Authors: Martha Powell, Future Science Group
With the focus this month turning to enteric infections, cholera could not be overlooked. Cholera has been prevalent in the news recently following a devastating outbreak in Yemen, however, this disease also affects many other parts of the world, such as sub-Saharan Africa, that struggle with safe water supply.
In this interview we take a look at the differences in these two outbreak situations, and the strategies required to tackle them, as we talk to Martin Mengel following his presentation at the 28th European Congress of Clinical Microbiology and Infectious Diseases (ECCMID; 21–24 April, Madrid, Spain).
First, could you introduce yourself and give a brief summary your career to date?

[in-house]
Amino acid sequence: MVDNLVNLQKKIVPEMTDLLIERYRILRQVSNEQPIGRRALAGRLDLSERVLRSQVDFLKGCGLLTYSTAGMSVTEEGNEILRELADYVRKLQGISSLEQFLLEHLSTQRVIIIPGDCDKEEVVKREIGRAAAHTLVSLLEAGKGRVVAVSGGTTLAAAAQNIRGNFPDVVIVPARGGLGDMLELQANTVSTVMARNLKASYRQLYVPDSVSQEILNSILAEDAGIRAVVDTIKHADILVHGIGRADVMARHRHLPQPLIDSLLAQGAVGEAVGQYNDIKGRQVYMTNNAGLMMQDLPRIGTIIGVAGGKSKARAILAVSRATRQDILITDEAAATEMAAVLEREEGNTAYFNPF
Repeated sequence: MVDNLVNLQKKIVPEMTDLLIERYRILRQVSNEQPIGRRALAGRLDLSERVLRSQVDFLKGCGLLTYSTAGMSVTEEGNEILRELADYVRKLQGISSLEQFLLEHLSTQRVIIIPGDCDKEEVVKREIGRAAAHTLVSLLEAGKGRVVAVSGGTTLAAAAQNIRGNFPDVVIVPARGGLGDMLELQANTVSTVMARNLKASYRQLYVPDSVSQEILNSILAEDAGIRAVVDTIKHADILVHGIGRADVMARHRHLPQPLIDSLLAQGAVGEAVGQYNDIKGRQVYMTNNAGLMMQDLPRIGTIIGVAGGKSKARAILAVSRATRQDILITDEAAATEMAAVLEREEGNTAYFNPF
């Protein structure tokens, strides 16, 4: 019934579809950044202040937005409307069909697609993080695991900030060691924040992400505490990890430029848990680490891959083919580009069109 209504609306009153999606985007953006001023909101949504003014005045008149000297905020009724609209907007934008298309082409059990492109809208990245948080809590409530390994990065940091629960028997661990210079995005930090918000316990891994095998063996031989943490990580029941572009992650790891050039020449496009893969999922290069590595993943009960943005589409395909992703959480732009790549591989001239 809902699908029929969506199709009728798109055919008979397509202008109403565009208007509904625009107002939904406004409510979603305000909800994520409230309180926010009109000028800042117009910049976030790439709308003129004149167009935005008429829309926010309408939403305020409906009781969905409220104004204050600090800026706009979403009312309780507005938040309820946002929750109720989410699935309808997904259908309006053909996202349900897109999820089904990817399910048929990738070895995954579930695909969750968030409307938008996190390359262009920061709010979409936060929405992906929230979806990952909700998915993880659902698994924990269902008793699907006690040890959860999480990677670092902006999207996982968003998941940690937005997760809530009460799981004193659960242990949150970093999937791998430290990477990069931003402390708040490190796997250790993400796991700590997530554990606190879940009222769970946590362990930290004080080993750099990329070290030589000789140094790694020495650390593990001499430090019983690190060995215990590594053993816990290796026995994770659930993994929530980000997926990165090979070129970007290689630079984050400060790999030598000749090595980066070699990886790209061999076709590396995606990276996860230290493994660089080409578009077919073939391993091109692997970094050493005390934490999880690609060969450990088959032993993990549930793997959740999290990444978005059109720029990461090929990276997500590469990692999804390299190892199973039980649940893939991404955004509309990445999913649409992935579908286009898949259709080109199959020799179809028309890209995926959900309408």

I’m Dr Martin Mengel, I’m a pediatrician by training. A few years into my residency in pediatrics and pediatric nephrology at the University of Cologne in Germany, I joined the European Centre for Disease Prevention and Control on their field epidemiology training program, which placed me in Madrid, Spain at the National Center for Epidemiology, Instituto Carlos III. After completing this I became Director of the African Cholera Surveillance Network (Africhol) with Agence de Médecine Préventive in Paris (France). This was a Gates-funded project to determine the burden of cholera diarrhea across sub-Sahara Africa through case-based diarrhea surveillance with exhaustive laboratory confirmation in 11 African countries, ending in 2016.